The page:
January 30, 2015

Wayne State University researchers collaborate for new treatment for tinnitus

Tinnitus, a prevalent public health problem that affects millions of people, serves as an alert system that something is wrong in the auditory system. It can be caused by a number of health conditions, side effects of medications, exposure to noisy environments or to bomb blasts. There is no cure for tinnitus, but temporary intervention treatments such as dietary modification, centrally acting medications, noise-masking, tinnitus retraining therapy, neuromonics and electrical stimulation are available to help people cope.

A team of researchers at Wayne State University is exploring a promising new treatment that may help suppress tinnitus, and has received a two-year, $421,000 grant from the National Institute on Deafness and Other Communication Disorders of the National Institutes of Health. The project, Cochlear Electrical Stimulation to Suppress Tinnitus, will develop an animal model that will help optimize stimulation strategies for tinnitus suppression, elucidate the mechanisms underlying cochlear electrical stimulation, or CES-induced tinnitus suppression, and guide the development of new and effective cochlear implants dedicated to tinnitus suppression.

The team, led by Jinsheng Zhang, Ph.D., professor and research director of otolaryngology in the School of Medicine and professor of communication sciences and disorders in the College of Liberal Arts and Sciences, and Yong Xu, Ph.D., professor of electrical and computer engineering in the College of Engineering, will explore a new design for cochlear implants typically used to restore hearing loss.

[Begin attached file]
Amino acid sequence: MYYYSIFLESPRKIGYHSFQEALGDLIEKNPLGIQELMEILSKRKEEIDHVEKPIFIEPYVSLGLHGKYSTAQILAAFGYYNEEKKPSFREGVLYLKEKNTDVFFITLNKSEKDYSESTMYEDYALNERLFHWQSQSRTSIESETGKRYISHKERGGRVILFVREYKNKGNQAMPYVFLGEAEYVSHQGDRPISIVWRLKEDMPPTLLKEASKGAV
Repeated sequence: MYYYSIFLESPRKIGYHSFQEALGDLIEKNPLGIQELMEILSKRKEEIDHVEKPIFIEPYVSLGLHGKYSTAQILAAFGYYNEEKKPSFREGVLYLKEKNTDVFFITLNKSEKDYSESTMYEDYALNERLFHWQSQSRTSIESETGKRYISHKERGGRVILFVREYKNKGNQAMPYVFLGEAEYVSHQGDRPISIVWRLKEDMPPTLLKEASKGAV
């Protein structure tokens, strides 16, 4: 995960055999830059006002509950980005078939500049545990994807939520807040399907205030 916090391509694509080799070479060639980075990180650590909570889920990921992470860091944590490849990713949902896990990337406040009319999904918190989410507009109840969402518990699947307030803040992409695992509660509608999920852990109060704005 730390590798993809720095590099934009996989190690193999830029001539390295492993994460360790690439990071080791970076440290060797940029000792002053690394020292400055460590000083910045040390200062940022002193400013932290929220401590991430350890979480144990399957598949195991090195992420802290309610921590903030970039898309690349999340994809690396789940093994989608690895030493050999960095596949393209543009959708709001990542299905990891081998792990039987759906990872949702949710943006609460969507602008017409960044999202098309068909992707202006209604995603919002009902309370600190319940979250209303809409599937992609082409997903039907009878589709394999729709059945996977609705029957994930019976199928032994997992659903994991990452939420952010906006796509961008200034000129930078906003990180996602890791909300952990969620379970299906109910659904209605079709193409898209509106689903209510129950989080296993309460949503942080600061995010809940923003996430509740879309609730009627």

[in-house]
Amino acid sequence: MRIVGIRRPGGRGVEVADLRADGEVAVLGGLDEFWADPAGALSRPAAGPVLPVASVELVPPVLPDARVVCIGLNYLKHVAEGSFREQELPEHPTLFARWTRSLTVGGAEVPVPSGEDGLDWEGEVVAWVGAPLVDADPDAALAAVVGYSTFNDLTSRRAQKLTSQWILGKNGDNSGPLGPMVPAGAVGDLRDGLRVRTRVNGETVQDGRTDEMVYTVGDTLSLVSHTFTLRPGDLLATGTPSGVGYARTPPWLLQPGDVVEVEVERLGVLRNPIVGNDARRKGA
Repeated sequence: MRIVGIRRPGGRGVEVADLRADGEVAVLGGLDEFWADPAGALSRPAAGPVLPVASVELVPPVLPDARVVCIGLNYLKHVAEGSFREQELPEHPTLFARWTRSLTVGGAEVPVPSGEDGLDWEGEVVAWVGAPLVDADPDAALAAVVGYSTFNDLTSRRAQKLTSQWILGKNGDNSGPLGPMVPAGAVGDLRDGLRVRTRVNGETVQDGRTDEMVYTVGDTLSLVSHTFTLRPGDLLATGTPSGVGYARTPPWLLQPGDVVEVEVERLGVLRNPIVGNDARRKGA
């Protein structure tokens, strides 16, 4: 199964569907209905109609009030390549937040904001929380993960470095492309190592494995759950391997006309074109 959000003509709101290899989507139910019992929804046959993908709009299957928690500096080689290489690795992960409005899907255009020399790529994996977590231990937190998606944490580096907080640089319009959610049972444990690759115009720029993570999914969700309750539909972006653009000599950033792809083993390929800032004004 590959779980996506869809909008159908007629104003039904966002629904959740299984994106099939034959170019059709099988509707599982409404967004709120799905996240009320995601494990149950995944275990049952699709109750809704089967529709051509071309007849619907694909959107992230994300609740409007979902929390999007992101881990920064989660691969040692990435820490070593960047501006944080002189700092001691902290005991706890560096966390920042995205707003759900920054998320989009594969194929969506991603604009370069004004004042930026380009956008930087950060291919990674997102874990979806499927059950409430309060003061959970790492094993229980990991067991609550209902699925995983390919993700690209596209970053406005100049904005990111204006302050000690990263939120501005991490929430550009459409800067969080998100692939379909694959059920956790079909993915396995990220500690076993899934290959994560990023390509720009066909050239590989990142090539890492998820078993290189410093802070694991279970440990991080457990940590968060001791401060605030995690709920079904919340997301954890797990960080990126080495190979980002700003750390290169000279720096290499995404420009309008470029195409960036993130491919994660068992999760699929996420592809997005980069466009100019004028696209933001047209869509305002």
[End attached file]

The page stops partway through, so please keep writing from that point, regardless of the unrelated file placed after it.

"Our project will introduce a novel thin-film-based cochlear implant that we hope will be more effective for optimizing tinnitus suppression," Dr. Zhang said. "We will first explore whether cochlear electrical stimulation helps to suppress tinnitus in our animal model, then we will identify how this CES-induced suppression occurs to improve clinical trials for tinnitus management."

"Along with electrical stimulation, the cochlear device we have developed can deliver chemical and optical stimulation," Dr. Xu said. "This feature will provide unprecedented neural modulation capability, ultimately providing improved therapies for tinnitus and potentially other neurological diseases."

Dr. Zhang and Dr. Xu's ultimate goal is that their novel cochlear implant will guide them in developing new devices that will be effective in suppressing tinnitus, an often debilitating condition.

The award number for this NIH grant is 1R21DC014335-01.